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Old April 21, 2017, 12:48 PM   #13
Retired45
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Never would have thought of that. Good tip, thanks!
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Old April 23, 2017, 12:54 PM   #14
Don Fischer
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It surprise's me that there are so many people that didn't know that! I think a problem is so many people go out and get the latest and greatest with no clue how to use it other than bad advice on the internet! Imagine being out on the side ot a hill getting ready to shoot and propping the fore end up on a rock! There are a bunch of guy's on every site I've ever visited that have their ducks in a row but there's a lot more that are clueless!
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Old April 25, 2017, 03:29 PM   #15
zeke
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What's truly surprising is the number excellent groups am getting from multiple rifles using a bipod on heavy wooden shooting bench. Including RPR in 308 and 6.5 cm.

What's truly amazing is number of people who jump on a bandwagon, without the knowledge/experience.
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Old April 25, 2017, 06:24 PM   #16
DukeConnor
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In my experience, bipods need to be "pre loaded". Otherwise they bounce.
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Old April 25, 2017, 07:24 PM   #17
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I'm not much of a rifleman but what surprises me the most about this conversation (and what I see at the range...) is how many people use these bipods.

I took one on a prairie dog hunt once and I only used it to stand the rifle all pretty when I was setting up or tearing down at a location. To me it was of no use, just slightly more bulk.

I suppose I could envision scenarios where having a bipod would be advantageous, but honestly I would prefer a better improvised rest.

But like I said, I'm not a rifleman. I'm a handgun guy.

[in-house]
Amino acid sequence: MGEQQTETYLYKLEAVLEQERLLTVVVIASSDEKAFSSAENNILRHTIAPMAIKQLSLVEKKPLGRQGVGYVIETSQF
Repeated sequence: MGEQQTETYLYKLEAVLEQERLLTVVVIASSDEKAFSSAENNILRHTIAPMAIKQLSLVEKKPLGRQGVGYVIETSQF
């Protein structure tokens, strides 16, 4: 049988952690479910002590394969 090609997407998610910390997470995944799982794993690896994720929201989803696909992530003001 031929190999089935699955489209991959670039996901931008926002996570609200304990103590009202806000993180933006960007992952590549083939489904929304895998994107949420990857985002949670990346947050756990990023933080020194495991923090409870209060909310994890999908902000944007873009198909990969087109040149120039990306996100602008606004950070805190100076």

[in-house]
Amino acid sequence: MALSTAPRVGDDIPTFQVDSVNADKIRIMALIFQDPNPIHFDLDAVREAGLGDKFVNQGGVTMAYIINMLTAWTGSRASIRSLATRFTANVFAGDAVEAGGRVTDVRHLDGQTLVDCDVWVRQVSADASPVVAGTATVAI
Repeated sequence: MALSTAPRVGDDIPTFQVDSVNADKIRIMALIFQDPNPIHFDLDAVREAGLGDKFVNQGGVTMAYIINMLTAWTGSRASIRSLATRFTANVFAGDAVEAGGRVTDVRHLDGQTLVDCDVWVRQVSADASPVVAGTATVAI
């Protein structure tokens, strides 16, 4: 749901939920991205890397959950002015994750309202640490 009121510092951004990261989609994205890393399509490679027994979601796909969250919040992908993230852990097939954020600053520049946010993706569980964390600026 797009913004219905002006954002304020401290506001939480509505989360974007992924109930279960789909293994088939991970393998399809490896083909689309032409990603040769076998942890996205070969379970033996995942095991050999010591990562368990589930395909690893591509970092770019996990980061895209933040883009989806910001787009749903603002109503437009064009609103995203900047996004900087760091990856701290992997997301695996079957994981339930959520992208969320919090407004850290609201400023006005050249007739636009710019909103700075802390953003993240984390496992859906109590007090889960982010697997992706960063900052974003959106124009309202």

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Old April 26, 2017, 01:20 AM   #18
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Bipods Weights for firearms for people who cannot use a sling.
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Old April 26, 2017, 05:48 AM   #19
zeke
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Rifles come in many differing actions and purposes. Their are hunting, target, competition and undoubtedly numerous other purposes for rifles. Am no exspurt, but some rifles are meant to be gripped at the fore end. If you sight them in like a heavy target rifle, their poi may significantly change when you take them hunting. Some don't well with for end resting on sand bags.

Heavy target rifles can be easier to shoot off a bipod, their weight alone can pre load the bipod. There are also numerous differing bipods. Although haven't hunted in some time, none of my hunting rifles have bipods.

Bipods can offer some advantages, like quickly adjusting front height, with out carrying around more bags.
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Old April 26, 2017, 06:16 AM   #20
rebs
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what is pre loading the bipod ?
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Old April 26, 2017, 07:54 AM   #21
HoustonBob
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what is pre loading the bipod ?


Putting a consistent forward pressure on the stock with the shoulder by leaning into the rifle to take the slack out of both the deployed bipod and the human body. This ensures a more consistent recoil since the slack in the shooter firearm system will otherwise change shot to shot.
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Old April 26, 2017, 08:46 AM   #22
HoustonBob
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It is amazing the differences that small changes in a rifle system can make. I changed the butt stock on my AR-15 from the stock single pin adjustable "baby rattle" to a Magpul CTR with the friction lock. I hoped it would help eliminate the occasional fliers I was seeing out of the rifle. It did that, but it also did something I never expected it to do; it changed my zero 2 full mils to the left. I was almost shooting off the paper with the new butt stock. Evidently I was having to pre load the old butt stock to the side so much that the rifle was recoiling significantly out of line. I never expected that much difference from a simple butt stock change.
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Old April 26, 2017, 03:24 PM   #23
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HoustonBob, Thanks for sharing that with other shooters. I learned that and how to handle the rear bag from Mike Thompson at his shooting range yeeears ago, and have stuck with it. Major improvement. Thanks again for pointing this out.

Last edited by Rifletom; April 26, 2017 at 04:47 PM.
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Old April 26, 2017, 04:39 PM   #24
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No wonder I'm not putting 10 rounds through the same hole at 1,000 yards!
Thanks.
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Old April 28, 2017, 06:16 AM   #25
rebs
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Quote:
Thanks for sharing that with other shooters. I learned that and how to handle the rear bag from Mike Thompson at his shooting range years ago, and have stuck with it. Major improvement. Thanks again for pointing this out.
can you elaborate more on handling the rear bag ?